Are You a Wartime or a Peacetime Leader?

Okay, for the past month or so it’s be quiet at the office, too quiet. People were on vacation (as they should be!) and business generally slowed down. The shift was palpable. From a constant go go go to slow slow slow. No major problems to solve, no employee crises, no deals to negotiate, no lives to transform. Alright, this may be a bit of an exaggeration, but you get my point. Problems and challenges are my life blood!

I was listening to #askgaryvee a couple of weeks ago and Gary Vaynerchuk mentioned the same thing. He’s a wartime general. So am I.

Now, there are two different times in business – peacetime and wartime. Companies will ebb and flow and experience both over the course of their lifecycle. Peacetime is generally when a business has a competitive advantage and it’s market is growing. Wartime is when the business is facing an immediate threat from a competitor, the economic climate, or a major market shift. Peacetime sounds amazing, right? Why wouldn’t we all want to operate business in the peacetime zone? Because where is the fun in easy!? If it’s not challenging you, it’s not changing you. The market may be growing during peacetime, but is your business, is your staff, are you? You really find out what you and your team are made of during chaos and war. I’ve said it before and I’ll say it again. If you’re not growing, you’re dying. Businesses are the same and I would much rather operate during wartime then peacetime. In fact, I simply operate as a wartime leader, even during peacetime. That’s just how I roll.

Here’s a really great explanation of the Peacetime CEO vs Wartime CEO from Ben Horowitz:

  • Peacetime CEO knows that proper protocol leads to winning. Wartime CEO violates protocol in order to win.
  • Peacetime CEO focuses on the big picture and empowers her people to make detailed decisions. Wartime CEO cares about a speck of dust on a gnat’s ass if it interferes with the prime directive.
  • Peacetime CEO builds scalable, high volume recruiting machines. Wartime CEO does that, but also builds HR organizations that can execute layoffs.
  • Peacetime CEO spends time defining the culture. Wartime CEO lets the war define the culture.
  • Peacetime CEO always has a contingency plan. Wartime CEO knows that sometimes you gotta roll a hard six.
  • Peacetime CEO knows what to do with a big advantage. Wartime CEO is paranoid.
  • Peacetime CEO strives not to use profanity. Wartime CEO sometimes uses profanity purposefully.
  • Peacetime CEO thinks of the competition as other ships in a big ocean that may never engage. Wartime CEO thinks the competition is sneaking into her house and trying to kidnap her children.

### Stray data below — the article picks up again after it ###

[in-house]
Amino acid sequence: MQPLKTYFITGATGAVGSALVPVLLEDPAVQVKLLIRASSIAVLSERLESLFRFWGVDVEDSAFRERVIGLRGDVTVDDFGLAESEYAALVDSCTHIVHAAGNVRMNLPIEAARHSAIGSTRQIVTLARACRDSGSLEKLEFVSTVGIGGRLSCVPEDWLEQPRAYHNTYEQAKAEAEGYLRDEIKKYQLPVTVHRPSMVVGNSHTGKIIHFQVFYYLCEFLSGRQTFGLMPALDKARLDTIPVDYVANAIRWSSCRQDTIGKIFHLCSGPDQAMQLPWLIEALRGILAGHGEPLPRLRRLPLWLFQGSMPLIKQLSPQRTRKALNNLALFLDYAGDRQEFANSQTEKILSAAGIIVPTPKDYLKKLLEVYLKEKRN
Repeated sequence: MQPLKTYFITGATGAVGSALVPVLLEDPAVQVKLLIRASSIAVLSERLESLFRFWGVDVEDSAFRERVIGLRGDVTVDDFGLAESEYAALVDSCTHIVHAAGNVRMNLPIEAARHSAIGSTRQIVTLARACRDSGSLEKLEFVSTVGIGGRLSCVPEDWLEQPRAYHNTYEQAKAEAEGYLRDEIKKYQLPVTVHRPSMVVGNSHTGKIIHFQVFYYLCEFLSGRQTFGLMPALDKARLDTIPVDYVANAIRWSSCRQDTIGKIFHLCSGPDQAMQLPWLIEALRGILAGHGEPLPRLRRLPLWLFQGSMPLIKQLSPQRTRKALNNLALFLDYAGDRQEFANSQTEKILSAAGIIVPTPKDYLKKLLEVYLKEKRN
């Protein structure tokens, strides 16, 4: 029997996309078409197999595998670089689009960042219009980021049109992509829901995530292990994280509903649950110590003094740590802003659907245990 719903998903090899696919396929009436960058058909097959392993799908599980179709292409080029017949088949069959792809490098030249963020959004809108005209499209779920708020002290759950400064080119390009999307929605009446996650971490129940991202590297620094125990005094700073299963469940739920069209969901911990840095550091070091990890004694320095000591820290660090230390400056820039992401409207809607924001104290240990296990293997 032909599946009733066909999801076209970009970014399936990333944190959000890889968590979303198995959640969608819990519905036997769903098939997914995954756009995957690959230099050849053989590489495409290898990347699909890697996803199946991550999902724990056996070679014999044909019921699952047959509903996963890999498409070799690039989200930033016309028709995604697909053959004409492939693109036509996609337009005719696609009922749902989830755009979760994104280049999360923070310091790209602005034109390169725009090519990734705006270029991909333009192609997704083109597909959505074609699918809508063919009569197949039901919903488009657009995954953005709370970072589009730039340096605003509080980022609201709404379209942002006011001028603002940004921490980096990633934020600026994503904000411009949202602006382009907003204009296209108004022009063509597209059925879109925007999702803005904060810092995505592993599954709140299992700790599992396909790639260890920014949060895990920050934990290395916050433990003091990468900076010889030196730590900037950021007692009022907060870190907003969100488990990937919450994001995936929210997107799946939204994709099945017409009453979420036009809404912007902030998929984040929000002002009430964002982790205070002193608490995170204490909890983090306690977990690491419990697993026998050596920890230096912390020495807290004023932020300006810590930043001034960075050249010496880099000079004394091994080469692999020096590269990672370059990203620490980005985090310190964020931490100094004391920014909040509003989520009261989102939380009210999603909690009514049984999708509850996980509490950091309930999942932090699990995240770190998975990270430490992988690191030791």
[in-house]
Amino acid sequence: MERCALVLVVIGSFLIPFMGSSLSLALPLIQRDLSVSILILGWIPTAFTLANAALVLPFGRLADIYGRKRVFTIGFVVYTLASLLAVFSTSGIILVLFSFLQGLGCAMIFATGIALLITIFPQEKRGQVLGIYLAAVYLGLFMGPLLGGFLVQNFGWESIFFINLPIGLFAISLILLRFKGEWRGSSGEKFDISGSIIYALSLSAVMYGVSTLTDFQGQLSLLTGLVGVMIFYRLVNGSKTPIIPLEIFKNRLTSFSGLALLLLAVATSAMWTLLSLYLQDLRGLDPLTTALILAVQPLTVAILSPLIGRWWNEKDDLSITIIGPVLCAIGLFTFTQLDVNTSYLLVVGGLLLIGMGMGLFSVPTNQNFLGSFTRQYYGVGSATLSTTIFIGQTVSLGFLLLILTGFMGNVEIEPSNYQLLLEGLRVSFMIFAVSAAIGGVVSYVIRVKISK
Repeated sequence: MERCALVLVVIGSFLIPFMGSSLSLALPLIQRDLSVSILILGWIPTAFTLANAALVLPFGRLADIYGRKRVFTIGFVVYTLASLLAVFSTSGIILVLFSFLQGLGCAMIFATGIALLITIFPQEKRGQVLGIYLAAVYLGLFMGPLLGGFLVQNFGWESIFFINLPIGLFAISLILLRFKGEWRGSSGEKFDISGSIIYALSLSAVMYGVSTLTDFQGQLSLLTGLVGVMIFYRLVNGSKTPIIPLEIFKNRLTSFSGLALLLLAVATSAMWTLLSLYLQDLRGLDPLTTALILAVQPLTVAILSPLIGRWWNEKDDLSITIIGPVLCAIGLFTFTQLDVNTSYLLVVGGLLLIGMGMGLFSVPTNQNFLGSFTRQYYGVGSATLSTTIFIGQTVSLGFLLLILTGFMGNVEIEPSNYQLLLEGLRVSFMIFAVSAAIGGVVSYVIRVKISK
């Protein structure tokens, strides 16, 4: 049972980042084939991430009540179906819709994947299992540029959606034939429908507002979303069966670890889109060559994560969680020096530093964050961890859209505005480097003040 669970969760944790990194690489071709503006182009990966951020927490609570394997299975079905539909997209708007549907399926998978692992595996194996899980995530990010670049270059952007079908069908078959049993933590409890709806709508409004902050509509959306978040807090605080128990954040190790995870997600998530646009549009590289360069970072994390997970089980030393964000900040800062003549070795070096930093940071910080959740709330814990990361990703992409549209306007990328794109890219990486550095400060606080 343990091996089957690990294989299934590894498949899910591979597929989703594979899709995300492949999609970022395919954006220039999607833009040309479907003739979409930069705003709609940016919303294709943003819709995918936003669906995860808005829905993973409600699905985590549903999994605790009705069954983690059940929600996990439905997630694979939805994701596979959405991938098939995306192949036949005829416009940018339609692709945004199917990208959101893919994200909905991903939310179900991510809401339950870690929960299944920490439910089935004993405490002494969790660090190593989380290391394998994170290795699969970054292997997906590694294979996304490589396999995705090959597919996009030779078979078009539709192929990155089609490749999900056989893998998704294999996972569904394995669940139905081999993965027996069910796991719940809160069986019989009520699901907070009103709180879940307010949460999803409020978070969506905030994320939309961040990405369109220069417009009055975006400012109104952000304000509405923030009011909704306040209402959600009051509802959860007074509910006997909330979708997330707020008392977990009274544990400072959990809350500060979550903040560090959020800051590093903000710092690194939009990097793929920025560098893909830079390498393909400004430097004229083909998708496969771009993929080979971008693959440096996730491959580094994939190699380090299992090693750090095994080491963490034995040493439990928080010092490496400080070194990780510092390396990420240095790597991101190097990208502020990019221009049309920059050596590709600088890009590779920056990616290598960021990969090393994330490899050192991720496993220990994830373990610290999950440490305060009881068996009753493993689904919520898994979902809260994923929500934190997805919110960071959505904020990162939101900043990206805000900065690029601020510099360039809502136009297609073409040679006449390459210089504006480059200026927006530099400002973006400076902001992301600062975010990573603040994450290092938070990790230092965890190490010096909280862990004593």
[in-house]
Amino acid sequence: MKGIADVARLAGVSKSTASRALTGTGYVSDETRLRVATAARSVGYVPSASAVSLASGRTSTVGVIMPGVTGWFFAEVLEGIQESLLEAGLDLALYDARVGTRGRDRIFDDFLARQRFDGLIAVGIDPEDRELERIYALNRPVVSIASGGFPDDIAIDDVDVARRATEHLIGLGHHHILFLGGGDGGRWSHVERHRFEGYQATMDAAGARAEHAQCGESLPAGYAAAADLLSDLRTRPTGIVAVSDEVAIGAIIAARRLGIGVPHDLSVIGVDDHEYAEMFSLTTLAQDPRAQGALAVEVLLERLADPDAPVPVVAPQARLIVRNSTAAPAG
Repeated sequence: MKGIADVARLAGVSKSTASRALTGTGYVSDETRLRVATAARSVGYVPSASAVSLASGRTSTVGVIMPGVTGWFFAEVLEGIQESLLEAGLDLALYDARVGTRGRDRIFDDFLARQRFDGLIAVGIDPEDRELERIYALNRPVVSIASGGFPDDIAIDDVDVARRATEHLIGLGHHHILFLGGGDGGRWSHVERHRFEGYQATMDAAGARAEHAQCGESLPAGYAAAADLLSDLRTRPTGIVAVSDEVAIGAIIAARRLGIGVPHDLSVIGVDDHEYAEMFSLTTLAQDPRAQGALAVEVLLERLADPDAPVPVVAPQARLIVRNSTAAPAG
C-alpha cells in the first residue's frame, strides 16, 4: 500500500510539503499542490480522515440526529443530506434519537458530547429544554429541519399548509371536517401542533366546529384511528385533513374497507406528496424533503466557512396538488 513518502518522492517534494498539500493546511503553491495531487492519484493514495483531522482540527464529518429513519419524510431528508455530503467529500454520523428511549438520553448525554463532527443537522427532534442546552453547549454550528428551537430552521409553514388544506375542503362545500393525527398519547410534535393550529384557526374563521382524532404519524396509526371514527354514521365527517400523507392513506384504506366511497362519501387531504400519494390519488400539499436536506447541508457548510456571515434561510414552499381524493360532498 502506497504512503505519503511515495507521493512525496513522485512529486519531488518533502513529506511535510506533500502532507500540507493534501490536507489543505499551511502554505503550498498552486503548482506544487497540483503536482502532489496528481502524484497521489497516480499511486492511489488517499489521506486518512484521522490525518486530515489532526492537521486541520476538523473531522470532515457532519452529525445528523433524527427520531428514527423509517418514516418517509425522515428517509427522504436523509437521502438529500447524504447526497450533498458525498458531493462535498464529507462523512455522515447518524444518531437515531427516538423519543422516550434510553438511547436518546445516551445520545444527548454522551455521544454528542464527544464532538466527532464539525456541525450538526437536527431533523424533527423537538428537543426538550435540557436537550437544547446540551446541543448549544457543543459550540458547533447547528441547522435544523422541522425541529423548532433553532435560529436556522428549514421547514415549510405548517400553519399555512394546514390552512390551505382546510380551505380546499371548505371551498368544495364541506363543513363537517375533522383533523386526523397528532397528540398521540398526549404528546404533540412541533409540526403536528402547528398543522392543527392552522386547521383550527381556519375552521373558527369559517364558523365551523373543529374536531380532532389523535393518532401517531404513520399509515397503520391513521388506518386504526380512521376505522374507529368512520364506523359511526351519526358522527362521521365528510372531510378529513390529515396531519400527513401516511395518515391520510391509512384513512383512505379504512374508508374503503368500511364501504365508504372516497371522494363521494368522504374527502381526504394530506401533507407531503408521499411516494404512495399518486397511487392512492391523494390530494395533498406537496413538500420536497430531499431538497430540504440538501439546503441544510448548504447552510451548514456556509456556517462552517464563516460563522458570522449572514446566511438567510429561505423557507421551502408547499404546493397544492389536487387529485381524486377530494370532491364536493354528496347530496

• Peacetime CEO aims to expand the market. Wartime CEO aims to win the market.
  • Peacetime CEO strives to tolerate deviations from the plan when coupled with effort and creativity.  Wartime CEO is completely intolerant.
  • Peacetime CEO does not raise her voice. Wartime CEO rarely speaks in a normal tone.
  • Peacetime CEO works to minimize conflict. Wartime CEO heightens the contradictions.
  • Peacetime CEO strives for broad based buy in. Wartime CEO neither indulges consensus-building nor tolerates disagreements.
  • Peacetime CEO sets big, hairy audacious goals. Wartime CEO is too busy fighting the enemy to read management books written by consultants who have never managed a fruit stand.
  • Peacetime CEO trains her employees to ensure satisfaction and career development. Wartime CEO trains her employees so they don’t get their ass shot off in the battle.
  • Peacetime CEO has rules like “we’re going to exit all businesses where we’re not number 1 or 2.”  Wartime CEO often has no businesses that are number 1 or 2 and therefore does not have the luxury of following that rule.

Which one are you? Are you a wartime or a peacetime leader? Many of us may have qualities of both and deploy either peacetime or wartime tactics as needed, but I bet you lean to one side or the other. Neither one is better than the other; it simply comes down to self awareness. Own who you are and know that you are going to create a culture around your war or peace mentality and will likely attract people who either thrive during peace or thrive during war. Just know that when your business flips to the other side, you will need to adjust (which may mean adjusting your staff).

When I feel the pressure of battle, when I know my back is against the wall (even if it’s self-inflicted), I step-up and operate at peak performance. Believe me, just ask my team, if there isn’t enough chaos or I feel like things have slowed down, stagnated, and we’re just resting on our successes, I get in there and shake shit up! If there aren’t enough problems to solve, I disrupt our business and create problems, just so my team and I can solve them. I would rather disrupt our business, then have our competition see our weaknesses, see us getting “fat” and lazy, and attacking. So I just do it before they can. Sure, not everyone likes it, but it’s how we’re all going to grow. I refuse to stay in mediocrity. To me, that means I’m always at war.

Progress is everything. I may not win every battle (hello, failure!), but I sure as shit am going to win the war. Because I am laser focused on my goals and the life, business, and legacy that I will create. I demand of myself and I demand of my team to accept challenges, set goals, and exceed them.  I am relentless in the pursuit of progress. I am at war. It will take time. And I will win. Will you? 

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